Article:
GENEVA — Iran agreed in principle Thursday to ship most of its current stockpile of enriched uranium to Russia, where it would be refined for exclusively peaceful uses, in what Western diplomats called a significant, but interim, measure to ease concerns over its nuclear program.
The agreement was announced after seven and a half hours of talks in Geneva that included the highest-level official U.S.-Iranian encounter in three decades.
Iran also pledged that within weeks it would allow the inspection of a previously covert uranium enrichment facility near the holy city of Qom, and the head of the International Atomic Energy Agency, Mohamed ElBaradei, announced he would head to Tehran to work out the details.
In Washington, President Obama said the talks marked "a constructive beginning" and showed the promise of renewed engagement with Iran, but added that "going forward, we expect to see swift action. We're not interested in talking for the sake of talking."
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Obama pointedly said Iran must allow unfettered access to the Qom facility within "two weeks."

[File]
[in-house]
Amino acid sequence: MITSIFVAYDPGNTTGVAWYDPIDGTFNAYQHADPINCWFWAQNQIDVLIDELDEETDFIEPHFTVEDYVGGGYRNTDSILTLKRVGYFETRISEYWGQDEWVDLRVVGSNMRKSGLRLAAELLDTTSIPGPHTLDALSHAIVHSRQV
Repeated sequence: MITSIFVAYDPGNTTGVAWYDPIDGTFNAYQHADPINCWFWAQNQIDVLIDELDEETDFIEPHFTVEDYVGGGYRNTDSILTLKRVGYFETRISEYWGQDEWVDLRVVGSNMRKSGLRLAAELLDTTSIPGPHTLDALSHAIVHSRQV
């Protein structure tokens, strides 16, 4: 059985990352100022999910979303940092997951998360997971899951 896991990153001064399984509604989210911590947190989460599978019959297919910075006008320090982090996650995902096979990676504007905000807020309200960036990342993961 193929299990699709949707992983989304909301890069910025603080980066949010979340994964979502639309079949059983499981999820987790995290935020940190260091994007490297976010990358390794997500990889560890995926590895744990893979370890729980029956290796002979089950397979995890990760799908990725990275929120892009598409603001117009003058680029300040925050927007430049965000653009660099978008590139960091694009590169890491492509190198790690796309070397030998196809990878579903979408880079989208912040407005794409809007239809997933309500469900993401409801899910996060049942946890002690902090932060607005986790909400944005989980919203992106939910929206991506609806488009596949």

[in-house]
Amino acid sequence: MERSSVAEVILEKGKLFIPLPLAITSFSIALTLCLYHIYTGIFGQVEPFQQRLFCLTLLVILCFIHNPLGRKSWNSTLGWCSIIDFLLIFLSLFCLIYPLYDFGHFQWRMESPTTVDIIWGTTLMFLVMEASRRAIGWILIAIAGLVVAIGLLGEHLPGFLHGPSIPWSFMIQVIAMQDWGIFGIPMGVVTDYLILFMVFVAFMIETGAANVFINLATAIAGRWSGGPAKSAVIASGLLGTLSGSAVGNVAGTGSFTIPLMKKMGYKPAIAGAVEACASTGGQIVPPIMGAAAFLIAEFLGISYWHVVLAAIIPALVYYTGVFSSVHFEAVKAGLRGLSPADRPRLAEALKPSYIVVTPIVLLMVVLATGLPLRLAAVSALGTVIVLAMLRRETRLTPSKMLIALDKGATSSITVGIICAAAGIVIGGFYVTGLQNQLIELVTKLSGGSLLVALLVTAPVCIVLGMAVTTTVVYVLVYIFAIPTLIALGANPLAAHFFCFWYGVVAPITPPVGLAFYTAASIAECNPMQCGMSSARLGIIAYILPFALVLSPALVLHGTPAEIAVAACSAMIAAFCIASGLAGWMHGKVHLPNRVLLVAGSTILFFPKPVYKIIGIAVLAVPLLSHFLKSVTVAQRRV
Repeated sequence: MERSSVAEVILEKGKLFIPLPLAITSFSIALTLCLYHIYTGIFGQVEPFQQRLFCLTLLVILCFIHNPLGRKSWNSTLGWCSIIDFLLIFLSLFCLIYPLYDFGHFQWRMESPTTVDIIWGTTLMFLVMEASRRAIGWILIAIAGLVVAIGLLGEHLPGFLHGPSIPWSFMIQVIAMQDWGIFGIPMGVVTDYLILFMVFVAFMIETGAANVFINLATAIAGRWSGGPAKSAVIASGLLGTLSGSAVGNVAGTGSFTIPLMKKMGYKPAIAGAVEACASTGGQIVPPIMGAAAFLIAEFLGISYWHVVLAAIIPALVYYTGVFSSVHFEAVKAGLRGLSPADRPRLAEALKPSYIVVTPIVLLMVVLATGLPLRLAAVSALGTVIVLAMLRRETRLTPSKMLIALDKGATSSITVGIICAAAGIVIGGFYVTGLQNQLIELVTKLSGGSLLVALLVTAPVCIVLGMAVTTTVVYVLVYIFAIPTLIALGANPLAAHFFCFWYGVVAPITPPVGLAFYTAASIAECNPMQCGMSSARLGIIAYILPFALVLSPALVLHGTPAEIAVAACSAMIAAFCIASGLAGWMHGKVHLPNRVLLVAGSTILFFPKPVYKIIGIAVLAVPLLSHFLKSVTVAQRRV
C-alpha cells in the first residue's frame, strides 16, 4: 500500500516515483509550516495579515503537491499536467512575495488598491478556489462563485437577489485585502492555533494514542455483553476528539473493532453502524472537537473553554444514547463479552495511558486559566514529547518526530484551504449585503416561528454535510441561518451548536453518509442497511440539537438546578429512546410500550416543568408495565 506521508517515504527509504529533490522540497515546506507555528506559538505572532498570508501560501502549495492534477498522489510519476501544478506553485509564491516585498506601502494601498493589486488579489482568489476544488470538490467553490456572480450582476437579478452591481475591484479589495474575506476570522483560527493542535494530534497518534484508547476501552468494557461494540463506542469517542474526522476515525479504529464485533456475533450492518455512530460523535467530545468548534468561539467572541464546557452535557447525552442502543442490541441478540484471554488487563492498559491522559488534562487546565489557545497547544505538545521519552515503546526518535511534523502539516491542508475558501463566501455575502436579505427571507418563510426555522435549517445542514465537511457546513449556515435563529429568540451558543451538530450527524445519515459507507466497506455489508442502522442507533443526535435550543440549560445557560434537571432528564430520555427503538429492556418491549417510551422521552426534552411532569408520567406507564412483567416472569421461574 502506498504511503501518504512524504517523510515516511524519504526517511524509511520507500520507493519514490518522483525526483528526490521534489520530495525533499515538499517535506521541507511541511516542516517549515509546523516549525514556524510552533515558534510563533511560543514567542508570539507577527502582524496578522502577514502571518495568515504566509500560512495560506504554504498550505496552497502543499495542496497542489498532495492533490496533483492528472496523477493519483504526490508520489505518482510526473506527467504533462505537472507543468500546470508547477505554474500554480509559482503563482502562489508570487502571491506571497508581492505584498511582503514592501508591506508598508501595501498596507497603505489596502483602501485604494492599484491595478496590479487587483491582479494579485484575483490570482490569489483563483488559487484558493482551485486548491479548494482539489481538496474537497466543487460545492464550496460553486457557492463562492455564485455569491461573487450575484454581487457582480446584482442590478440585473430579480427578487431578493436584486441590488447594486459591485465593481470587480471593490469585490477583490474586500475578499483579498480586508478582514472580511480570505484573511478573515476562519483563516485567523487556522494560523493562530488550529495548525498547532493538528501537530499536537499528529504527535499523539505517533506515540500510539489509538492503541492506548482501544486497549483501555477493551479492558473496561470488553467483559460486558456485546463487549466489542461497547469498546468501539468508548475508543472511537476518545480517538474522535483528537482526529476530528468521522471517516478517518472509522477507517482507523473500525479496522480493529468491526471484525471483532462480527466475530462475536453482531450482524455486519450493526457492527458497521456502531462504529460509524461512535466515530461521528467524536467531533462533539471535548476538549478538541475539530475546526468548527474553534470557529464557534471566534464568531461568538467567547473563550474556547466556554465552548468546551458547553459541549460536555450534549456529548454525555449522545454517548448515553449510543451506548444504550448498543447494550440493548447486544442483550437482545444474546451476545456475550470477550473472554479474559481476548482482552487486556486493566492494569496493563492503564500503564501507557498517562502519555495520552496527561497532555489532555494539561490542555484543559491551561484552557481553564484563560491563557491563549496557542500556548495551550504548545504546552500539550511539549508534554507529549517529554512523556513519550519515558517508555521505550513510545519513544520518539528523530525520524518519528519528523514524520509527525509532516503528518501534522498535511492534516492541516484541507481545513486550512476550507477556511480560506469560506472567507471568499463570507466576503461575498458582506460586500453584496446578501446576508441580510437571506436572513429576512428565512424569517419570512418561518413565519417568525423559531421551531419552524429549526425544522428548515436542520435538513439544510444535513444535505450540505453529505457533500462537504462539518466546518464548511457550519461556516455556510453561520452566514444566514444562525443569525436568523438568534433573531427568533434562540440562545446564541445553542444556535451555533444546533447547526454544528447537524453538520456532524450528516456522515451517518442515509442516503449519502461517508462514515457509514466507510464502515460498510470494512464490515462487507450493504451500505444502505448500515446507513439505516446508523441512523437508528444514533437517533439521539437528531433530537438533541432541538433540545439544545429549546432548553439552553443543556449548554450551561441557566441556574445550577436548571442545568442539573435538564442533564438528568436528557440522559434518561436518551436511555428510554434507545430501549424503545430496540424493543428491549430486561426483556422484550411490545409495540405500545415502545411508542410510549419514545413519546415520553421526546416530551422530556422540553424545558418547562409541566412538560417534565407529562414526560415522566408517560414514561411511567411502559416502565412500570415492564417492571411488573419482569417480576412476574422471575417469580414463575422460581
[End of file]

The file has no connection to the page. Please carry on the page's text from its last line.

Envoys from Iran and the other nations that met here — the five permanent members of the United Nations Security Council plus Germany — agreed to reconvene before the end of October, raising prospects for sustained negotiations after 15 months of no talks and rising tensions.
Despite the hopeful signs, however, Iranian nuclear envoy Saeed Jalili gave no ground on demands that Tehran halt the enrichment of uranium, which can be used for both civilian nuclear power and nuclear weapons, according to U.S. and European officials who were present.
"The overall problem of Iran's nuclear program remains," said a senior U.S. official who briefed reporters on the condition of anonymity.
The Obama administration has reversed its predecessor's course and steadily reached out to Iran since taking office. But U.S. officials, along with Israel and many lawmakers on Capitol Hill, worry Tehran will string out diplomacy with small concessions while it continues covert work toward fashioning a nuclear weapon.